Snapchat just did something big.

And no one’s talking about it…

Snapchat just released a major update. They changed a lot of the UX, removed ‘best friends’ (say goodbye to spying on who your bae’s been snapping with), and added Discovery. Everyone is talking about Discovery. To be honest, it is a neat component that indicates to some extent the media focus that Snapchat has been honing over the past months/years, but it has a long way to go before it actually consistently delivers any real value to users.

The game-changing update isn’t getting any buzz.

Scan this SnapTag for access to mediocre and mildly inappropriate snap stories.

Snapchat users now can add each other by scanning a custom Snapchat QR-esque icon right from the app. It’s incredibly simple and incredibly powerful for impacting the apps growth and use. Before this, new friends had to manually type in a slew of numbers and letters to add each other, unless they synced their contacts from their phone. The process was error prone and not very sexy at all. You can see that there is a crippling friction when adding users who aren’t within your direct contacts (brands, celebrities, businesses, etc.)

Think of the implications…

A local cafe can print out this icon and set it up by their register and ask their customers to add them on snapchat for daily deals and specials. There is no friction for adding, and having “Joe’s Deli” as a Snapchat friend doesn’t negatively impact my social ranking. Follows on Twitter, Instagram, or Facebook of explicitly ‘non-cool’ brands incur a psychological and social cost that Snapchat doesn’t. Businesses can now directly connect with their much-more-easily-acquired customers and incentivize increased engagement and revenue. I can see that Joe’s is having a discount on their Pastrami at lunch today, or Joe’s can show a promo for a free coffee in exchange for my email address (sent via Snapchat’s messaging service). Brands, similarly, can include these ‘SnapTags’ (as I’m calling them) with their merchandise or products and accrue an entire population of users/customers who are engaged with the story of the brand. I run a startup, ArtSquare, that serves fine-artists and you can bet that I’m going to print out thousands of these SnapTags as stickers and post them all over art schools, galleries, etc.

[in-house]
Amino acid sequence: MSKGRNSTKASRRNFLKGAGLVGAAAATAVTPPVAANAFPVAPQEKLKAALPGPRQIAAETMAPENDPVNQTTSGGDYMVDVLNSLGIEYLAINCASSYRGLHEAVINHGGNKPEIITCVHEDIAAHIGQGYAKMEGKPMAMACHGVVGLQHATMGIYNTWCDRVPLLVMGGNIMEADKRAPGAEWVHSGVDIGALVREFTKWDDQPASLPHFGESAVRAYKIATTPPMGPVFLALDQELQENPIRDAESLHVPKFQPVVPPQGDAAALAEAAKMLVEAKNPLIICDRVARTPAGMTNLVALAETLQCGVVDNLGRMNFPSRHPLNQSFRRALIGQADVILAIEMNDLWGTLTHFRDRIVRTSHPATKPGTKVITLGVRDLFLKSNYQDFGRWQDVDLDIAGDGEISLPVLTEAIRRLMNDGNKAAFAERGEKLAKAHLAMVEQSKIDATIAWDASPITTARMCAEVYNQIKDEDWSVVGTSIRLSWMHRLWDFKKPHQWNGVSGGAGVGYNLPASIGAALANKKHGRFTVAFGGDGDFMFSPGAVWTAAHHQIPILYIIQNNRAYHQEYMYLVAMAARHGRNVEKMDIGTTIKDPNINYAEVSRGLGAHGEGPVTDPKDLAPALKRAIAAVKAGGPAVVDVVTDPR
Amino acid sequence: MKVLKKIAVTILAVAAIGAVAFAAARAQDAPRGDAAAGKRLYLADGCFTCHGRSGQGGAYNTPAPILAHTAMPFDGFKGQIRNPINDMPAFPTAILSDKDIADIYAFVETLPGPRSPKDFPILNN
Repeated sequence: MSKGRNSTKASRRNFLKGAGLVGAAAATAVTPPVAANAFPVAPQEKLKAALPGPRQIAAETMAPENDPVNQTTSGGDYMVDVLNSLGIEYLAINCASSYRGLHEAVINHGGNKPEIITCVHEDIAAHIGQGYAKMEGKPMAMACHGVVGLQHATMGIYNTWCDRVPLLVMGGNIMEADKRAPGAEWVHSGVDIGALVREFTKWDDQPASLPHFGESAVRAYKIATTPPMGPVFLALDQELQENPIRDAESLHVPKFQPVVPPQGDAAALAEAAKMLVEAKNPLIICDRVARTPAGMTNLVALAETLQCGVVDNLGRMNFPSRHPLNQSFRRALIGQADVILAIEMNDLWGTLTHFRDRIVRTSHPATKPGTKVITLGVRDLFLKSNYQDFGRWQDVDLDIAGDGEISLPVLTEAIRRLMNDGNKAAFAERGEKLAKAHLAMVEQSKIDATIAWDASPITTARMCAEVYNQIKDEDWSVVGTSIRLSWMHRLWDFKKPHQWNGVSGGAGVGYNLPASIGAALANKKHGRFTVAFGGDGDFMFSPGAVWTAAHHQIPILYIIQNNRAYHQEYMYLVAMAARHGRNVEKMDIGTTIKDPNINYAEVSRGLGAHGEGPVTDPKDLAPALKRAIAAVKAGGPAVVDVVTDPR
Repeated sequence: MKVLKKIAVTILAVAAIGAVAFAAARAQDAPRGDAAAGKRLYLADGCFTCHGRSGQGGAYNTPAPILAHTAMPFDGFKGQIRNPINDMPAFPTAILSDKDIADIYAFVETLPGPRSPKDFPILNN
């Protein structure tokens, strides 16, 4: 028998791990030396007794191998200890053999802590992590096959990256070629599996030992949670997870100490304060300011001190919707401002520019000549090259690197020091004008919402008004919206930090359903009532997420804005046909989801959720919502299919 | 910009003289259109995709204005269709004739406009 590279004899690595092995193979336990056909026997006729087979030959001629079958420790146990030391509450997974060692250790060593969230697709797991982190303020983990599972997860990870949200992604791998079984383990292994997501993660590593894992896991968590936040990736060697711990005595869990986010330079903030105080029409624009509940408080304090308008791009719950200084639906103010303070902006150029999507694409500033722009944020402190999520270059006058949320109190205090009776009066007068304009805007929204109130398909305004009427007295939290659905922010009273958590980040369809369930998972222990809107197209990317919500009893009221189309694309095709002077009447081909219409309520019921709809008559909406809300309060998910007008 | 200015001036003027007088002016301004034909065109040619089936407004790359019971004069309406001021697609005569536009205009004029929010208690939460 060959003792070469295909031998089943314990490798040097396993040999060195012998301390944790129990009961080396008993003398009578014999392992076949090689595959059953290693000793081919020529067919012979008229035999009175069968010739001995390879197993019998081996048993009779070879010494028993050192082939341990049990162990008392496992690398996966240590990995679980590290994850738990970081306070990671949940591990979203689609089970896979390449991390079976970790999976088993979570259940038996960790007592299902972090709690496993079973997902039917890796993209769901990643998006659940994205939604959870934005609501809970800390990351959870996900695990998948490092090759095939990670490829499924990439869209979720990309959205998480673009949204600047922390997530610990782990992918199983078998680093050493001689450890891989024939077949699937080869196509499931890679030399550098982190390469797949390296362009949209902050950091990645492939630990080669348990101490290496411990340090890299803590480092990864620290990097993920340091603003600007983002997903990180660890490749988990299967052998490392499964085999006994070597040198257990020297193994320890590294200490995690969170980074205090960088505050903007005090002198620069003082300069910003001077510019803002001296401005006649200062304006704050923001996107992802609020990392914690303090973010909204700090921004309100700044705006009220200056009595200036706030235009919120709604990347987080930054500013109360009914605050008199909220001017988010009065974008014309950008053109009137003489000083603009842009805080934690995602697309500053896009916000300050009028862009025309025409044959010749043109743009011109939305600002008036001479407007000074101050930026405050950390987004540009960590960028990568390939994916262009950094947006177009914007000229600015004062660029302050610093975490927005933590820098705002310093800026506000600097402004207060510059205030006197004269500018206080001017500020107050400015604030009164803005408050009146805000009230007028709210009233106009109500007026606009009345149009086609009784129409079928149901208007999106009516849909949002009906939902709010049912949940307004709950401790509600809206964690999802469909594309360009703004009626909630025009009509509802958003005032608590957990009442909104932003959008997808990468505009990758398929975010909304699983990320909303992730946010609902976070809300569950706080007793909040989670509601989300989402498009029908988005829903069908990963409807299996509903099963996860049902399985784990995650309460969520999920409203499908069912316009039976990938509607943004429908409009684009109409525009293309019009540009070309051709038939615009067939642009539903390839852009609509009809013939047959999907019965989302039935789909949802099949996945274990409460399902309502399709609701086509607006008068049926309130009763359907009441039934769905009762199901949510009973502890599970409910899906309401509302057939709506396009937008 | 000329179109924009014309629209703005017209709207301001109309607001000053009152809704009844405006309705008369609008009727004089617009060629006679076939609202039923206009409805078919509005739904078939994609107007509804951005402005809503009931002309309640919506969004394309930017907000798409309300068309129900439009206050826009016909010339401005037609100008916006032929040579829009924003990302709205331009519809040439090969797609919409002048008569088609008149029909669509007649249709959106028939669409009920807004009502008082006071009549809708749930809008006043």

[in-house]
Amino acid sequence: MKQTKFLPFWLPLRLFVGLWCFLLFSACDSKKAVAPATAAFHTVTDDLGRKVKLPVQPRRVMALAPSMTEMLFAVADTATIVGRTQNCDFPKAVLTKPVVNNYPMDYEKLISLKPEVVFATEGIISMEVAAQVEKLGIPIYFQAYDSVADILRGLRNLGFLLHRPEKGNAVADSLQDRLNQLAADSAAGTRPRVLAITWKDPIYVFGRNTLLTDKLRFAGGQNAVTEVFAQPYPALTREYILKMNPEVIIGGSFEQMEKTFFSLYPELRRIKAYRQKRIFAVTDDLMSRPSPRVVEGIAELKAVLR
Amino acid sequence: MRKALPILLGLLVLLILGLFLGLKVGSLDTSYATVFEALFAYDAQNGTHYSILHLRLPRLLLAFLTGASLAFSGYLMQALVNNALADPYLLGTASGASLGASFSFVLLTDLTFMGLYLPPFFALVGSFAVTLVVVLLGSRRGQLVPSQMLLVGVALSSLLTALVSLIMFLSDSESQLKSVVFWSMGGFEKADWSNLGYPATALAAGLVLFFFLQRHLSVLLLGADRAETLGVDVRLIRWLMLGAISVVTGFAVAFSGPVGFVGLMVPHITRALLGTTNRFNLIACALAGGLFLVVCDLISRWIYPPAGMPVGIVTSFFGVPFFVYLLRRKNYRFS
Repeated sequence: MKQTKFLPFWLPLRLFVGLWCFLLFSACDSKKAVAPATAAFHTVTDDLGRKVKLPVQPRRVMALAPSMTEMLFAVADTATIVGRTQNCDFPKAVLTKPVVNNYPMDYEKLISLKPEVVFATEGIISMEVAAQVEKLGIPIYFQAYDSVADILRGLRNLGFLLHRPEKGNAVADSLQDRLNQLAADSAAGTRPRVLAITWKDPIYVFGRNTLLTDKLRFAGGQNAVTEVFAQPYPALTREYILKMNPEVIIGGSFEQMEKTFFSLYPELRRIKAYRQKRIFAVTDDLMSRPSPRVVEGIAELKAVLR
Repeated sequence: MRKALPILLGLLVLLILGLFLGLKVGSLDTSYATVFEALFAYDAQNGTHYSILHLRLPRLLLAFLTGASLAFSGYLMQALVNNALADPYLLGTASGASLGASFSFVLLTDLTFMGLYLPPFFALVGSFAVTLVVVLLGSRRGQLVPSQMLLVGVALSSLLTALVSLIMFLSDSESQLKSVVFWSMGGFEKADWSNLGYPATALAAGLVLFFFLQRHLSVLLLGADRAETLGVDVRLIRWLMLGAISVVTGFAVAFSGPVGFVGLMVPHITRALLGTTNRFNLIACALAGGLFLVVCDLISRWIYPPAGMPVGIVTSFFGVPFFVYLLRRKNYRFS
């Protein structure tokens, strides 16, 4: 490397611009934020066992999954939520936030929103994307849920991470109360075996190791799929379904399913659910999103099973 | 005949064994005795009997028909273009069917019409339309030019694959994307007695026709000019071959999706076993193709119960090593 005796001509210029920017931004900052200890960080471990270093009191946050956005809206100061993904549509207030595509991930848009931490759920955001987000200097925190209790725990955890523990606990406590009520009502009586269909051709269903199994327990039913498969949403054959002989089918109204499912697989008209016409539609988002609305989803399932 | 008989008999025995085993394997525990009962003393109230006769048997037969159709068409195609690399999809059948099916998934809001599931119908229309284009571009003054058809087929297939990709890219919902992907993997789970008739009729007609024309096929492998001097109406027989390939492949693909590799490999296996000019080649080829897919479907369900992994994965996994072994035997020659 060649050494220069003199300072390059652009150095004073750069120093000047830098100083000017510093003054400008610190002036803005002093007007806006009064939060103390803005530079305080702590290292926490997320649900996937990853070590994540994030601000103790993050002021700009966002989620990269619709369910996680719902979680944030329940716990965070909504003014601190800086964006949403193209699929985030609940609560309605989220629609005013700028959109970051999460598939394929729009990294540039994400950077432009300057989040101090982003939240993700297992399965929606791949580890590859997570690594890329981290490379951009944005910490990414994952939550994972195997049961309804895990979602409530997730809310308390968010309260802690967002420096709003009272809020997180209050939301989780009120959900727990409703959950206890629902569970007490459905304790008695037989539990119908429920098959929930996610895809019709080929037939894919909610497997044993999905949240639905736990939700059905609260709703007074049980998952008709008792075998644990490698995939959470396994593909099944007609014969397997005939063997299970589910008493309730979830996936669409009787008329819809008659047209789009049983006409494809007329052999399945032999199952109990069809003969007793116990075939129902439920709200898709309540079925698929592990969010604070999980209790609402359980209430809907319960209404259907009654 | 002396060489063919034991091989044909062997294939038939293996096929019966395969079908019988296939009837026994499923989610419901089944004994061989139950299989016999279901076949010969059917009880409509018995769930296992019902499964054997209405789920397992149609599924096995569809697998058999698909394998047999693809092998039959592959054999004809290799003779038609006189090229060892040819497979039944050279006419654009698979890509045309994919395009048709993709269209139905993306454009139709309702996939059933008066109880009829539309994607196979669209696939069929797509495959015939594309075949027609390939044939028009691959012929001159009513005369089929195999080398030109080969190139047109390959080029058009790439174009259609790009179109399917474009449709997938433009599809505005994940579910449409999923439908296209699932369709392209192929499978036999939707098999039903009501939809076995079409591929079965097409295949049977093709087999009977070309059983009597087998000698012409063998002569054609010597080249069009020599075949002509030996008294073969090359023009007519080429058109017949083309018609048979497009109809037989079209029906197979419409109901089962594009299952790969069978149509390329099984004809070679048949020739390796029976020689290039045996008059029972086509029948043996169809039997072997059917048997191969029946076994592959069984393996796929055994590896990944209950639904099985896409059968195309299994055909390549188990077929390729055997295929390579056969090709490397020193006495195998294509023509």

The implications are large and ambiguous, but I’m betting that friend-lists skyrocket and that some astute brands and businesses begin utilizing Snapchat in a new way that really wasn’t possible at scale before. I guess we’ll see. If you see one of our ArtSquare SnapTags scattered throughout the city, give it a scan and I’ll send you one of our t-shirts (for your email address, of course)! ;)

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